For many people, there are few things that evoke a more reassuring sense of warmth, comfort, stability, and safety than going home. Many people see their home as a personal stronghold—a bastion of unconditional love and support. At home we tend to have more freedom, more time for family, and for a few hours, at least, we are afforded an escape from the hustle of the day. For victims of domestic violence, however, the home is anything but a refuge.
According to the National Coalition Against Domestic Violence (NCADV), domestic violence is the intentional physical assault, intimidation, battery, sexual assault, and/or use of other threatening behavior by one member of a household against another. Other less obvious forms of abusive behavior include stalking, the use of threatening looks or gestures, attempts to control the reproductive health of an intimate partner (for example, refusing to use contraception during intercourse), and displays of psychological aggression such as putting down, humiliating, or isolating an intimate partner.
Domestic violence often has a ripple effect that tears through the fabric of the victim’s life. The psychological, emotional, and social impacts of domestic violence can linger long after the violence has subsided, and even after the victim has left the abusive partner.
The National Center for PTSD, a prominent research and education organization that studies the psychological effects of trauma, has identified several scenarios that indicate red flags in an unhealthy relationship. An unhealthy relationship may be indicated when one partner:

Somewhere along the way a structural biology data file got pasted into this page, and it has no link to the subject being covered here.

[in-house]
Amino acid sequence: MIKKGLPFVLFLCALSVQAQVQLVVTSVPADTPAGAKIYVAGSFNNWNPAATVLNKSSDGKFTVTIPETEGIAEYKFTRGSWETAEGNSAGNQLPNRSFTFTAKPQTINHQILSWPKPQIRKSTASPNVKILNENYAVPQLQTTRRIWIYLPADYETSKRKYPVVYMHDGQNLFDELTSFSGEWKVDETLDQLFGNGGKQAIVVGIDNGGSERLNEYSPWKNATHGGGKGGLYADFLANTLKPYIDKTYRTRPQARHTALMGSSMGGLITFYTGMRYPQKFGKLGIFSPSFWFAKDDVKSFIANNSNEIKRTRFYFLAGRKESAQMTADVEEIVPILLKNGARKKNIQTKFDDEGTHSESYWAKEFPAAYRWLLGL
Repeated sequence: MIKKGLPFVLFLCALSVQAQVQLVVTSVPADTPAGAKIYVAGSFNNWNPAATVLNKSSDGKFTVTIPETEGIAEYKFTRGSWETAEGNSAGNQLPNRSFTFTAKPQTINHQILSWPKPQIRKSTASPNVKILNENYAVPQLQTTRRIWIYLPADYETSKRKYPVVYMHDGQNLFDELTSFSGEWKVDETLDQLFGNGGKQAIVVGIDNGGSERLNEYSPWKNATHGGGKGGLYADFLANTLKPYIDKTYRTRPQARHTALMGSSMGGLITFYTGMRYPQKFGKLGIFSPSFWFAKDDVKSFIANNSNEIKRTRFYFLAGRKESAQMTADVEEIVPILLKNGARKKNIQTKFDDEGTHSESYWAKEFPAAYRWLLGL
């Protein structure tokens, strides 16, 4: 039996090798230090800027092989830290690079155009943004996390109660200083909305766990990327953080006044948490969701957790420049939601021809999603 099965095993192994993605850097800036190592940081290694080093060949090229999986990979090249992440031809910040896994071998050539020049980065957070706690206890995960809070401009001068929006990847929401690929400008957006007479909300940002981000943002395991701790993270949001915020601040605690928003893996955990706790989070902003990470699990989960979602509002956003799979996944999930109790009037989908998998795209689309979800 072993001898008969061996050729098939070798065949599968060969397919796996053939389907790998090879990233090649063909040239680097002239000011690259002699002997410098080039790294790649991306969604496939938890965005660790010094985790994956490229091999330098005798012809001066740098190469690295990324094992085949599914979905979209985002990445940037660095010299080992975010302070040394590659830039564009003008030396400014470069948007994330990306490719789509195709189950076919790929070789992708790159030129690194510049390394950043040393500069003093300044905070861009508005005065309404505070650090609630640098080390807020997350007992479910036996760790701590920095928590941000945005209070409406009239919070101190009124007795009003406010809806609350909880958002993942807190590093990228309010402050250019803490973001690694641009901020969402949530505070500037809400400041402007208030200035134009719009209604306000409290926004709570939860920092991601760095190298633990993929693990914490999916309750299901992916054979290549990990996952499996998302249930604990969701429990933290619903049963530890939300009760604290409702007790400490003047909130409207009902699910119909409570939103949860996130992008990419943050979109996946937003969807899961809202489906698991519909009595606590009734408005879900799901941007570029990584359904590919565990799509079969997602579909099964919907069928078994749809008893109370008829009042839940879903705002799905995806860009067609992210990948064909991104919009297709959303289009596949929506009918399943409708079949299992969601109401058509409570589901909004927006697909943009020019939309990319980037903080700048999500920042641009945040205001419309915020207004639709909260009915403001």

- Has complete control of all household finances.
- Limits or completely closes off the other partner’s social life. He or she may isolate the other partner from friends and family.
- Consistently threatens to ruin the reputation of the other partner, especially after he or she has expressed a desire to end the relationship.
- Repeatedly tries to scare the other by breaking things, punching holes in the wall, and hurting or threatening to hurt pets.
- Systematically evokes feelings of guilt or shame in the other partner.
These types of coercive and controlling behaviors are often present in cases of domestic violence, and can have a profound impact on how a victim of abuse is able to function socially, even after leaving an abusive relationship. If an individual is financially dependent on his or her abusive partner, any decision to escape the abuse carries with it the real possibility of homelessness. Most women who experience domestic abuse report homelessness.
Issues of poverty and homelessness are closely linked to the abusive act of isolating an intimate partner from family, friends, and other sources of social support. Under normal circumstances, a person with strong social connections will look to his or her relatives and/or peers when assistance is needed. However, isolation from these support groups may cause the connections to wither. In the end, people who experience domestic violence might reason that they are completely alone in their struggles and former resources are no longer available.
Even if a survivor is successful in escaping from a violent relationship, the scars of past abuse can significantly influence future intimate relationships. The National Center for PTSD explains that some people who have endured IPV may not even believe that healthy relationships exist. Thus, they might enter new relationships with the same unhealthy expectations that they had previously. Other challenges could include intrusive memories of past abuse (for example, during intimate moments with a new partner), nightmares, communication challenges, and feelings of worthlessness.